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When Smart People Are A Nuisance

We all like smart people, right?

The purpose of this article is to share a word of caution when undertaking new continuous improvement projects; sometimes the situation to be improved can be made artificially complex. Many smart people like complicated things. However, complicated problems and complicated solutions can make life unnecessarily difficult.

When a situation is difficult to manage and needs to be improved you can often find yourself looking for solutions that will take every last detail into account and provide a robust solution. What if you don’t need to undertake all of these details? What if they are symptoms of something else?

If you find yourself in this position then it might be a good time to undertake some root cause analysis, to find out what is real and what is a knock on effect from some other activity. Root cause analysis can be very simple to undertake and one of the most popular options is ‘5 Why’. This approach is widely used to dig past the symptoms of a problem with a carefully chosen ‘why?’ question. Don’t just use the question ‘why?’ on its own, this doesn’t provide the necessary guidance for the people asking the question (and can become quite irritating).

The purpose of digging under the skin of a problem is that there is usually some kind of ongoing issue that needs to be resolved. By probing further you often arrive at a really simple (and obvious) insight that is in your control to resolve. This flash of the blindingly obvious is, however, only obvious once you do the necessary digging. The point of root cause analysis is to prevent you from accepting the first solution and instead help you to find out what is really going on, and more importantly, what you can do to change the situation.

After you have this level of clarity you can then go about crafting an improvement project which will address the right problems, and give you the correct results. Solutions for our problems may need to be complicated. They could also be an excuse not to stop, stand back and look at what you are doing and look at the bigger picture. If you find yourself in this situation then I recommend considering the following:

  • Fully define the problem you are trying to solve. By defining a problem accurately you can often devise a simple solution in its own right. This step alone is often glazed over and never given the true amount of time it deserves. Spend more time on this step if your projects are too complex.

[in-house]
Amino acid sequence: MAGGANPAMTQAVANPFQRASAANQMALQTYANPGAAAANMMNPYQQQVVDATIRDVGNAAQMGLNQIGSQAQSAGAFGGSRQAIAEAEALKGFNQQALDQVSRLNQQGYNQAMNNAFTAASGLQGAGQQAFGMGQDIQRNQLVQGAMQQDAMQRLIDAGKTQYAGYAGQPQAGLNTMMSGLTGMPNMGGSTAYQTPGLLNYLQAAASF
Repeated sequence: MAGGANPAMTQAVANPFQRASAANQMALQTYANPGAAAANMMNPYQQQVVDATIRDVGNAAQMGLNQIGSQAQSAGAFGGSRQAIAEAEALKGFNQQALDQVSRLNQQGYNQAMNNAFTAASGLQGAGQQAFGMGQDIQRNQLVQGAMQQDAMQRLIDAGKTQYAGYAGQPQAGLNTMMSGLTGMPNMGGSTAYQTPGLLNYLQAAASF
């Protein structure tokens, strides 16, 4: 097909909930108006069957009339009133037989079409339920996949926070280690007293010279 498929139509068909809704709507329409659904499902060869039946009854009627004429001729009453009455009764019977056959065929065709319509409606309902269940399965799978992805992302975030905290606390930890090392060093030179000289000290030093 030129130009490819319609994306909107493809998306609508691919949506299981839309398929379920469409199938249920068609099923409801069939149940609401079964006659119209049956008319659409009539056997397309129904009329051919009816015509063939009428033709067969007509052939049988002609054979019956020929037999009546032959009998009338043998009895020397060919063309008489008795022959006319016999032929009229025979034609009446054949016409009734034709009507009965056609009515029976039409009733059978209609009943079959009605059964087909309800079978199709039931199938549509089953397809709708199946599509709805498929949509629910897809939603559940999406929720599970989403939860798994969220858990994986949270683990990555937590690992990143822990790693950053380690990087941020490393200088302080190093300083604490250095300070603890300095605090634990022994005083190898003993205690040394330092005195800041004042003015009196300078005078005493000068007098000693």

• Undertake some root cause analysis if the defined problem does not give you a beautiful yet simple solution. Try ‘5 Why’ or similar techniques to help you get to the bottom of the problem.
  • Generate an improvement plan to address your real issues.
  • Review the improvement plan, challenging each step with the question ‘what would give me a better result for less effort and cost?’ Revise the plan to reduce the amount of resources and effort the plan currently requires. You may need to leave this step over a period of hours, or days, to get your mind to give you some really good answers.
  • Take action and review the results.

I hope that if your projects seem too complicated or difficult that you will try the above. I really like smart people, but I am also aware that many of them like to jump into a problem and develop novel, complicated, long winded solutions. Stepping back might seem like taking time that you don’t have available. In most cases where I have recommended this approach businesses have saved themselves a lot more time and effort than if they just pushed ahead with the original solution. Their solutions were better too, so please take a time out if you are feeling that your projects are too complicated and try this approach.


Giles Johnston
Author of 'Business Process Re-Engineering', a practical plan to improve business performance.